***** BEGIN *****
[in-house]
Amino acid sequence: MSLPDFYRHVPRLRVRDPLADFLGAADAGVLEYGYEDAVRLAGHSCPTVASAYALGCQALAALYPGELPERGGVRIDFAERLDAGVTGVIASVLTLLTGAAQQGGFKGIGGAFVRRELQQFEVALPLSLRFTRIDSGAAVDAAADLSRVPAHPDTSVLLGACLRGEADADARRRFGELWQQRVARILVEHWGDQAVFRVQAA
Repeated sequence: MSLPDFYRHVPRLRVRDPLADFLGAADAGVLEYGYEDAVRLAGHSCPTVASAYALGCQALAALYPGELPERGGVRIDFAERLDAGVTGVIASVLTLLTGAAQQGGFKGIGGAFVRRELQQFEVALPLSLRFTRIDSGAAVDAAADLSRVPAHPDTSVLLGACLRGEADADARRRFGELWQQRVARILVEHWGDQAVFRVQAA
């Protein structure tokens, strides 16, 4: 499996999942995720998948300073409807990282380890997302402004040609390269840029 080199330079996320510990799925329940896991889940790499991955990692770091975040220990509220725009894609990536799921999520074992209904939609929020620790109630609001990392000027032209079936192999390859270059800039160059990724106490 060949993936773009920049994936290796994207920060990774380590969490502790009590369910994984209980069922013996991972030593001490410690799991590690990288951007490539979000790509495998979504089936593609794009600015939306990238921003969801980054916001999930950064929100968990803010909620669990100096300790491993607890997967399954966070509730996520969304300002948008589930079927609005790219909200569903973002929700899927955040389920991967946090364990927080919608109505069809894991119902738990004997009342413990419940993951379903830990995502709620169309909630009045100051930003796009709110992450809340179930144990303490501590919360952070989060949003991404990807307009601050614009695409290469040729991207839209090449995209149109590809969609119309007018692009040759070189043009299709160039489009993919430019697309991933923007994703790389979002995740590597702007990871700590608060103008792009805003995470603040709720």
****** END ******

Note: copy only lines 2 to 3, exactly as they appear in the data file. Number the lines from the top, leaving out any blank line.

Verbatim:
Amino acid sequence: MSLPDFYRHVPRLRVRDPLADFLGAADAGVLEYGYEDAVRLAGHSCPTVASAYALGCQALAALYPGELPERGGVRIDFAERLDAGVTGVIASVLTLLTGAAQQGGFKGIGGAFVRRELQQFEVALPLSLRFTRIDSGAAVDAAADLSRVPAHPDTSVLLGACLRGEADADARRRFGELWQQRVARILVEHWGDQAVFRVQAA
Repeated sequence: MSLPDFYRHVPRLRVRDPLADFLGAADAGVLEYGYEDAVRLAGHSCPTVASAYALGCQALAALYPGELPERGGVRIDFAERLDAGVTGVIASVLTLLTGAAQQGGFKGIGGAFVRRELQQFEVALPLSLRFTRIDSGAAVDAAADLSRVPAHPDTSVLLGACLRGEADADARRRFGELWQQRVARILVEHWGDQAVFRVQAA